(third-person singular simple present equips, present participle equipping, simple past equipped, past participle equipped or equipt)
- To furnish for service, or against a need or exigency; to fit out; to supply with whatever is necessary to efficient action in any way; to provide with arms or an armament, stores, munitions, rigging, etc.; -- said especially of ships and of troops. Dryden.
- Gave orders for equipping a considerable fleet. Ludlow.
- To dress up; to array; accouter.
- The country are led astray in following the town, and equipped in a ridiculous habit, when they fancy themselves in the height of the mode. Addison.
- To prepare (someone) with a skill
From French équiper (“to supply, fit out”), originally said of a ship, Old French esquiper (“to embark”); of Germanic origin; akin to Gothic (skip, “ship”). Compare with Old High German scif, German Schiff, Icelandic skip, Old English scip "ship", Old Norse skipja "to fit out a ship". See ship.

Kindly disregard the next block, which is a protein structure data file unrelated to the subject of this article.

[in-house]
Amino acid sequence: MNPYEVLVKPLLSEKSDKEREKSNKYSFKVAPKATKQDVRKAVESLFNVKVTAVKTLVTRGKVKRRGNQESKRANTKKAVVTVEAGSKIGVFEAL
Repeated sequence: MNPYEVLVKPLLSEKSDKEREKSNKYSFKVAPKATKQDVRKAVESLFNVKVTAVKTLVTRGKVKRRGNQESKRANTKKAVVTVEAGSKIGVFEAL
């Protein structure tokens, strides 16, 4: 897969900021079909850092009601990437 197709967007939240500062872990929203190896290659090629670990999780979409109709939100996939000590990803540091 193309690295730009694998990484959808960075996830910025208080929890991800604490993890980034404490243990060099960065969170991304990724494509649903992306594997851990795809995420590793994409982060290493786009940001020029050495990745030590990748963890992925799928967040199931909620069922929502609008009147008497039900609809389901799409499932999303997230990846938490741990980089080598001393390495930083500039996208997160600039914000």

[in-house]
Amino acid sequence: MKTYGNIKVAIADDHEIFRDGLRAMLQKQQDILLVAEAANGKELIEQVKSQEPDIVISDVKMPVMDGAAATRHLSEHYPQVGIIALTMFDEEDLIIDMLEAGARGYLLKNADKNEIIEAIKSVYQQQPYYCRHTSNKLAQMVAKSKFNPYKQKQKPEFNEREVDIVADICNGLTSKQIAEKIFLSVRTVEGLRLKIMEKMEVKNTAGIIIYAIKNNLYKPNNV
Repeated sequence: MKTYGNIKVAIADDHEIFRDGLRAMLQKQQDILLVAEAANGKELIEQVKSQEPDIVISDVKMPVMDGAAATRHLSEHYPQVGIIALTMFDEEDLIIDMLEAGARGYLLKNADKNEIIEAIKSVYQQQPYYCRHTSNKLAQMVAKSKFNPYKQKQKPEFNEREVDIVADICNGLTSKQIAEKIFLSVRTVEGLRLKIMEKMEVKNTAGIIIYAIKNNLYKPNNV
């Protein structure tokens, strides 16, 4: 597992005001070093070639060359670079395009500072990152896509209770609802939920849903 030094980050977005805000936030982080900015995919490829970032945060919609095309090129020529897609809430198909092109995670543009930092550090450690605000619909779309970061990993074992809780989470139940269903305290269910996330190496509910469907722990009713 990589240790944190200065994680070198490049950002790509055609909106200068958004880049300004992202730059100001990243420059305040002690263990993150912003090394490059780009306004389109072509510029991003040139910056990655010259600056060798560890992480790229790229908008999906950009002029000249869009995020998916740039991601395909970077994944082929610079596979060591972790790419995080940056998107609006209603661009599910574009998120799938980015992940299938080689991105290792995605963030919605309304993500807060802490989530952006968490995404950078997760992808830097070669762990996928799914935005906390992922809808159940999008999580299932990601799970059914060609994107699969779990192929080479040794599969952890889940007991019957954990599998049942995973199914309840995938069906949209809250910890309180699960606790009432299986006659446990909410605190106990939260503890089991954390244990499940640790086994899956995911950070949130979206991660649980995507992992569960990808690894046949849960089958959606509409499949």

Meanings of its derivative "equipage" may have been influenced by Latin equus = "horse".
- (law) Abbreviation of equipment.
Usage notes See also: equip
This is the customary abbreviation of this term as used in case citations. See, e.g., The Bluebook: A Uniform System of Citation, Nineteenth Edition (2010), "Case Names and Institutional Authors in Citations", Table T6, p. 430-431.